Drudge Retort: The Other Side of the News
Tuesday, December 12, 2017

In Alabama, an estimated 118,000 registered voters do not have a photo ID they can use to vote. Black and Latino voters are nearly twice as likely as white voters to lack such documentation. In other words, Alabama's law is nothing but a naked attempt to suppress the voting rights of people of color.

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I have to admit that the posting of this thread by AVIGDORE is a huge suprise that I totally welcome. Voter suppression, gerrymandering, other forms of election theft are how the Republicans are holding America hostage and the sooner most Americans recognize it the better. They own the major media, they have eliminated progressive talk radio even when it cost them huge numbers of listeners, now Ajit Pai is going to give them the final victory by ending net neutrality. We are very quickly becoming a Fascist nation whether you're ready to accept that fact or not. I don't care if you are liberal or conservative, the Fascists are taking over our nation and we all should be ready to fight them.

#1 | Posted by danni at 2017-12-12 09:04 AM | Reply

"Black and Latino voters are nearly twice as likely as white voters to lack such documentation."

Elderly are more likely than average as well.

All three groups skew (D).

#2 | Posted by Danforth at 2017-12-12 09:15 AM | Reply

This thread posted by the same person who claimed there is no racism in Georgia. Schizophrenic much?

#3 | Posted by danni at 2017-12-12 09:38 AM | Reply

Reviewing what I wrote in the article you're talking about lead me to believe that someone could read that I claimed that there was no racism in GA. That wasn't my intention, and I addressed it in that article.

#4 | Posted by Avigdore at 2017-12-12 10:00 AM | Reply | Funny: 1 | Newsworthy 1

Yesterday I took my son to get his license. It took 30 mins.

We are black. I wonder why it wasn't so difficult for us?

If we can do it, anyone can.

#5 | Posted by boaz at 2017-12-12 10:14 AM | Reply | Funny: 1

"We are black. I wonder why it wasn't so difficult for us? "

Because your son was born in a hospital, in the civil rights era.

Now imagine his great-grandmother, born via a rural midwife, never getting a birth certificate. What is the paperwork required? Does it have to be notarized? Are there fees? Is travel required?

Let's say paperwork is needed, notarized, for fees, and you have to travel into the office like you did, but as a 90 yr-old. A 90 yr-old, btw, who is expected to pay her taxes dutifully.

How long would it have taken you?

#6 | Posted by Danforth at 2017-12-12 10:30 AM | Reply | Newsworthy 2

"Black and Latino voters are nearly twice as likely as white voters to lack such documentation. In other words, Alabama's law is nothing but a naked attempt to suppress the voting rights of people of color."

Black and Aboriginal American voters are more likely to be below the poverty line. So it's about suppressing the vote of the poor. Bugger off with the racist race baiting.

#7 | Posted by sentinel at 2017-12-12 11:42 AM | Reply

#7 "Black and Aboriginal American voters are more likely to be below the poverty line. So it's about suppressing the vote of the poor. Bugger off with the racist race baiting."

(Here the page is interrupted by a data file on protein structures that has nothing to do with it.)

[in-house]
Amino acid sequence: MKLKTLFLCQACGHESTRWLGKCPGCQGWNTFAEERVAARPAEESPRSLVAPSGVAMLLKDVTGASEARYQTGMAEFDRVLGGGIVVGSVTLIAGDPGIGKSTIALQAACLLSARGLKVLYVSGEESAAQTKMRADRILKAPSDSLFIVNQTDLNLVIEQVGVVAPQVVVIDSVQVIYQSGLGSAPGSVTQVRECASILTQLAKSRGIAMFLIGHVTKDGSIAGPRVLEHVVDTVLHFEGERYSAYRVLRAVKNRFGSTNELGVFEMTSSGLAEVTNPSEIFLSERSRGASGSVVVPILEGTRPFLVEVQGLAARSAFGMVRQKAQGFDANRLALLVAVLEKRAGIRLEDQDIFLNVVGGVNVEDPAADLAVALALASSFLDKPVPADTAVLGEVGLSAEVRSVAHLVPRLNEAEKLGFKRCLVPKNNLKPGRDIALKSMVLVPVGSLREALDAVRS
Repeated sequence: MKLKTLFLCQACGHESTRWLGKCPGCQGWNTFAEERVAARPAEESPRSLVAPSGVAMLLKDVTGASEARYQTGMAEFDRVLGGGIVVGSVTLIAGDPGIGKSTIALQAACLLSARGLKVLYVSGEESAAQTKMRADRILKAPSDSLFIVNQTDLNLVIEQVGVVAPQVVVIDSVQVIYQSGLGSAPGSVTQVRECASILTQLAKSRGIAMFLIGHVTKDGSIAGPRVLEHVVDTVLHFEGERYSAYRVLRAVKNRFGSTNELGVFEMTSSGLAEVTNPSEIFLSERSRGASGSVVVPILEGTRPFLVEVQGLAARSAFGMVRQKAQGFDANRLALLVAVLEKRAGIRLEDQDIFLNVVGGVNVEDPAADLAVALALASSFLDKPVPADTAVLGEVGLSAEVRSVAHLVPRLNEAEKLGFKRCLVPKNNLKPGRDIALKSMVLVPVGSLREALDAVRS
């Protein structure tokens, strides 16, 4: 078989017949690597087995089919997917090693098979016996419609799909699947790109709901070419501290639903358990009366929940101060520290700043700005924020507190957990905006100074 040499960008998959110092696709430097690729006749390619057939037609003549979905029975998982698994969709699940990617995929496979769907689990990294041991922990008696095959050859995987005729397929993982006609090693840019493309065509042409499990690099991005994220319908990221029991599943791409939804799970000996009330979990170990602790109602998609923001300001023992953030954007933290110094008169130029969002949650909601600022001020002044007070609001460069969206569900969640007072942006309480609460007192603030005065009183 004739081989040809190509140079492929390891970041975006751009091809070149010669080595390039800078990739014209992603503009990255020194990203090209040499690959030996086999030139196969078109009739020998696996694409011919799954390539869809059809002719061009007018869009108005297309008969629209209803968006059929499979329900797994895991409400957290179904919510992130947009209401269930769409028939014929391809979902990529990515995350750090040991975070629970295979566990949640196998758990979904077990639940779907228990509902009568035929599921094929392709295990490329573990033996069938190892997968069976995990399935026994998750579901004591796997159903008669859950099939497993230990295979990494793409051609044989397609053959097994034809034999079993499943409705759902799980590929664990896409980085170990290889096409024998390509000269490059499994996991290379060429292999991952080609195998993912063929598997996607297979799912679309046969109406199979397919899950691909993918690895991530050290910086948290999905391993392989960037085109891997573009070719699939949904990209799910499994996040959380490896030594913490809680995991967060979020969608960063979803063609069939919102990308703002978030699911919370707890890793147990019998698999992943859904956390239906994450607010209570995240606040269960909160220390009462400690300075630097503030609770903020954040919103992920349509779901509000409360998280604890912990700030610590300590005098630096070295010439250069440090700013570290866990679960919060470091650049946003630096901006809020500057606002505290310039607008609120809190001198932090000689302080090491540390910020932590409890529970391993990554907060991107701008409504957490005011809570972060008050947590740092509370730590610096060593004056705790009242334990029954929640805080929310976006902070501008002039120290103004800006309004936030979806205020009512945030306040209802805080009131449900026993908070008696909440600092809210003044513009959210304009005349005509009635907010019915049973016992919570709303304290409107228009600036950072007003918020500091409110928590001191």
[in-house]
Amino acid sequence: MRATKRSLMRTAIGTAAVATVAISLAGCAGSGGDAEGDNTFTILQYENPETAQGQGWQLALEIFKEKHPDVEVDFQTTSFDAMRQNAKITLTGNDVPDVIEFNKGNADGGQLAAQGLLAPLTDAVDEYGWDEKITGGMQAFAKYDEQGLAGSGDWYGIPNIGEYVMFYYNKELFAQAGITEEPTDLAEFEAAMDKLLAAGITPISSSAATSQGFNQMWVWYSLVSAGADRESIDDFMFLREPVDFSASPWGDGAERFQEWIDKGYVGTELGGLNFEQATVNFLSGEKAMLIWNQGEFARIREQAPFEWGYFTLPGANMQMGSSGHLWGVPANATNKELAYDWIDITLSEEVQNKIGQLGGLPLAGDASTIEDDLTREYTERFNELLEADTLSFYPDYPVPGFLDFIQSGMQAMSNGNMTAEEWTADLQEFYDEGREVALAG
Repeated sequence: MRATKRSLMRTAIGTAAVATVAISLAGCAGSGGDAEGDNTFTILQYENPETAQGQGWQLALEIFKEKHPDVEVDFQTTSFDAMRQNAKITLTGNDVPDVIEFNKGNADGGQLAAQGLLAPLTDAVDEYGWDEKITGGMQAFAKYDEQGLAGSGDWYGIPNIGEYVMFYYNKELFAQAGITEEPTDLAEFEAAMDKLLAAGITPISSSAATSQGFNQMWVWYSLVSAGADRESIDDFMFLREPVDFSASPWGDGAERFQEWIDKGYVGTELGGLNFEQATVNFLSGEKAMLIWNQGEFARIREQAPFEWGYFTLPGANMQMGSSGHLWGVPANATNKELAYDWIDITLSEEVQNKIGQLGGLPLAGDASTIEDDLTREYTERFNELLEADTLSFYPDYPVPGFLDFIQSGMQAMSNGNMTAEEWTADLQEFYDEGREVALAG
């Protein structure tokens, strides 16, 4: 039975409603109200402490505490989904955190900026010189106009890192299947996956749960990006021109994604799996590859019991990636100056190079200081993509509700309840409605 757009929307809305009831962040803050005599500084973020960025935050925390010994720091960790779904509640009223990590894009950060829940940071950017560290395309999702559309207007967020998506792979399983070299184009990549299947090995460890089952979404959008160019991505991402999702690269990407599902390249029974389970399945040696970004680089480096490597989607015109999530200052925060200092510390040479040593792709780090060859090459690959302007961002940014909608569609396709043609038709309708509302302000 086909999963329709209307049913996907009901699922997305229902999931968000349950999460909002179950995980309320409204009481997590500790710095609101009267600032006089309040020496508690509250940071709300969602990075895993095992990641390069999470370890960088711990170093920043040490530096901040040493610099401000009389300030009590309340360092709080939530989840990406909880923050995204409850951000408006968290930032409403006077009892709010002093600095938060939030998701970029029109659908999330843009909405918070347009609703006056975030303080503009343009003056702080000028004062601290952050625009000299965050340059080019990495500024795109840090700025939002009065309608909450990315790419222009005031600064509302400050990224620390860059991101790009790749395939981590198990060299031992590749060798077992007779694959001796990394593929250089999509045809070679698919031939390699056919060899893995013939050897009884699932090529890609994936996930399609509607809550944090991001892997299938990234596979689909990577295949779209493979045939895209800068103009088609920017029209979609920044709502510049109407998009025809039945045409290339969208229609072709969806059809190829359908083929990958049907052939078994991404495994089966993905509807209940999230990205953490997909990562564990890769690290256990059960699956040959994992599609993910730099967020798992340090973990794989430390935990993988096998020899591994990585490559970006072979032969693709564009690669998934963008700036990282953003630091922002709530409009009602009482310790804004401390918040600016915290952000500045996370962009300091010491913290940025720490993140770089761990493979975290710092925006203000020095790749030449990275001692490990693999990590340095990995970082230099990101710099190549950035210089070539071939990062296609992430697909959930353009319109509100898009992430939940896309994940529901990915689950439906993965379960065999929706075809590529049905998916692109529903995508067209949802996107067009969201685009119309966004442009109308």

Nope:

Don't Blame Black Voters If Roy Moore Wins. Blame Alabama's Secretary of State.

In recent years, Alabama Republicans have taken steps to protect their grip on power by making it harder for African Americans and Latinos to vote. They passed a law requiring voters to show a government-issued photo ID, a measure that has been found to disproportionately disenfranchise African Americans and Latinos, who are more likely to lack such an ID and face impediments to getting one. The ID law also applied to absentee voting, which is used by many elderly black voters in rural counties, who now must mail in copies of their photo IDs with their ballots. (The NAACP Legal Defense Fund is challenging the law in federal court as intentionally discriminatory.) They reformed campaign finance laws to weaken the political organizations that mobilize African American voters. They closed 31 DMV offices across the state, disproportionately affecting rural majority-black counties. In every county in which African Americans made up more than 75 percent of registered voters, the local DMV was slated for closure. (After a federal civil rights investigation, Alabama agreed to increase DMV service in rural African American counties, partially reversing the closures.) Since the US Supreme Court gutted the Voting Rights Act in 2013, allowing states like Alabama to change voting procedures without federal approval, Alabama has closed about 200 voting precincts, creating longer lines and sowing confusion among voters.

"Alabama's definitely in the forefront of voter suppression efforts," says John Zippert, the head of the New South Coalition, a black political organization that seeks to mobilize African American voters. The spate of new laws has "definitely hurt us," he says.

www.motherjones.com

#8 | Posted by Gal_Tuesday at 2017-12-12 11:56 AM | Reply

#7 To be fair, the poor and elderly are also targeted along with minorities, but minorities are twice as likely as whites to lack the proper ID:

There Are Huge Obstacles To Casting A Ballot In Alabama's Special Election

The state offers free IDs to anyone who needs one, but civil rights groups say the law discriminates against people of color, the poor and the elderly, who are less likely to have an acceptable form of ID. The NAACP Legal Defense Fund sued the state over the law in 2015.

Deuel Ross, an NAACP LDF lawyer involved in the voter ID suit, said his organization estimates black voters in Alabama are twice as likely to lack an acceptable form of ID as their white counterparts. In total, Ross said, the group estimates 118,000 people in Alabama don't have an acceptable form of ID to be able to vote.

www.huffingtonpost.com

#9 | Posted by Gal_Tuesday at 2017-12-12 12:05 PM | Reply | Newsworthy 1

We are black. I wonder why it wasn't so difficult for us?
If we can do it, anyone can.

#5 | POSTED BY BOAZ

You have resources obviously. Are you so oblivious to reality that you really think everyone has the exact same resources and life issues that you have?

It is obvious that if you make it easy to vote more people will vote. If more people vote then lunatics like Moore always lose.

#10 | Posted by donnerboy at 2017-12-12 12:37 PM | Reply

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Racial make-up of Alabama
65.8% white non-Hispanic
26.8% black or AA
4.2% Hispanic